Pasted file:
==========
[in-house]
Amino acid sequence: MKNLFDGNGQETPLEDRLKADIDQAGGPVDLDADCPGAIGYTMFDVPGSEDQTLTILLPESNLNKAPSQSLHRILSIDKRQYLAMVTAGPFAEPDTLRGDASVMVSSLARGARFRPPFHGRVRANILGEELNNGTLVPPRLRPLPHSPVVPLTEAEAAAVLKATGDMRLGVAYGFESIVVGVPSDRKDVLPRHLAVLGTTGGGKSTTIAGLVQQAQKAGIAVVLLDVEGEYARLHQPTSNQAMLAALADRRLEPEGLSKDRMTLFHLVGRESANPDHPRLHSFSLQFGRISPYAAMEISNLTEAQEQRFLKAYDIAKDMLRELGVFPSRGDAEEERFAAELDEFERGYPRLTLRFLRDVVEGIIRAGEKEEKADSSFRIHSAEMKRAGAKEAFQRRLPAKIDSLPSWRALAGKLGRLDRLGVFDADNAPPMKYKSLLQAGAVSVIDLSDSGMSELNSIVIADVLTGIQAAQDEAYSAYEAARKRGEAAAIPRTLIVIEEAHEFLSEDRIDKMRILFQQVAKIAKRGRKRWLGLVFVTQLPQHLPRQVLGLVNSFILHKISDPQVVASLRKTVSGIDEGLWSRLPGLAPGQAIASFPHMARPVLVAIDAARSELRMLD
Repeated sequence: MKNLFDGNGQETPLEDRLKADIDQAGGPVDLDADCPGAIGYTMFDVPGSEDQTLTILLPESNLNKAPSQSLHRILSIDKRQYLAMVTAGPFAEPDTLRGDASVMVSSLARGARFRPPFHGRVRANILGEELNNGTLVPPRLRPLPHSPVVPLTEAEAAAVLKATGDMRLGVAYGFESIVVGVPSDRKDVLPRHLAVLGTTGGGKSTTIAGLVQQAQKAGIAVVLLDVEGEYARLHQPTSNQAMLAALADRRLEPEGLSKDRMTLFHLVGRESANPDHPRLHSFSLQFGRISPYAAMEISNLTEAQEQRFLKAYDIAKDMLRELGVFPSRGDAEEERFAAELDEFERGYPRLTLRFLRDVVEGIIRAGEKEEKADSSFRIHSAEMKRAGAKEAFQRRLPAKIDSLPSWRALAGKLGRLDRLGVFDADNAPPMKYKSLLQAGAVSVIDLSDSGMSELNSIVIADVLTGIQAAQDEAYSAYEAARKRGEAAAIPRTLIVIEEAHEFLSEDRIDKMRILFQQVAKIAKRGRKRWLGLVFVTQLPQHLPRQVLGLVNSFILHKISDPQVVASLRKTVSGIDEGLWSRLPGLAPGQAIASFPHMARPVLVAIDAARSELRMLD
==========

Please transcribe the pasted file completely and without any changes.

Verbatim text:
[in-house]
Amino acid sequence: MKNLFDGNGQETPLEDRLKADIDQAGGPVDLDADCPGAIGYTMFDVPGSEDQTLTILLPESNLNKAPSQSLHRILSIDKRQYLAMVTAGPFAEPDTLRGDASVMVSSLARGARFRPPFHGRVRANILGEELNNGTLVPPRLRPLPHSPVVPLTEAEAAAVLKATGDMRLGVAYGFESIVVGVPSDRKDVLPRHLAVLGTTGGGKSTTIAGLVQQAQKAGIAVVLLDVEGEYARLHQPTSNQAMLAALADRRLEPEGLSKDRMTLFHLVGRESANPDHPRLHSFSLQFGRISPYAAMEISNLTEAQEQRFLKAYDIAKDMLRELGVFPSRGDAEEERFAAELDEFERGYPRLTLRFLRDVVEGIIRAGEKEEKADSSFRIHSAEMKRAGAKEAFQRRLPAKIDSLPSWRALAGKLGRLDRLGVFDADNAPPMKYKSLLQAGAVSVIDLSDSGMSELNSIVIADVLTGIQAAQDEAYSAYEAARKRGEAAAIPRTLIVIEEAHEFLSEDRIDKMRILFQQVAKIAKRGRKRWLGLVFVTQLPQHLPRQVLGLVNSFILHKISDPQVVASLRKTVSGIDEGLWSRLPGLAPGQAIASFPHMARPVLVAIDAARSELRMLD
Repeated sequence: MKNLFDGNGQETPLEDRLKADIDQAGGPVDLDADCPGAIGYTMFDVPGSEDQTLTILLPESNLNKAPSQSLHRILSIDKRQYLAMVTAGPFAEPDTLRGDASVMVSSLARGARFRPPFHGRVRANILGEELNNGTLVPPRLRPLPHSPVVPLTEAEAAAVLKATGDMRLGVAYGFESIVVGVPSDRKDVLPRHLAVLGTTGGGKSTTIAGLVQQAQKAGIAVVLLDVEGEYARLHQPTSNQAMLAALADRRLEPEGLSKDRMTLFHLVGRESANPDHPRLHSFSLQFGRISPYAAMEISNLTEAQEQRFLKAYDIAKDMLRELGVFPSRGDAEEERFAAELDEFERGYPRLTLRFLRDVVEGIIRAGEKEEKADSSFRIHSAEMKRAGAKEAFQRRLPAKIDSLPSWRALAGKLGRLDRLGVFDADNAPPMKYKSLLQAGAVSVIDLSDSGMSELNSIVIADVLTGIQAAQDEAYSAYEAARKRGEAAAIPRTLIVIEEAHEFLSEDRIDKMRILFQQVAKIAKRGRKRWLGLVFVTQLPQHLPRQVLGLVNSFILHKISDPQVVASLRKTVSGIDEGLWSRLPGLAPGQAIASFPHMARPVLVAIDAARSELRMLD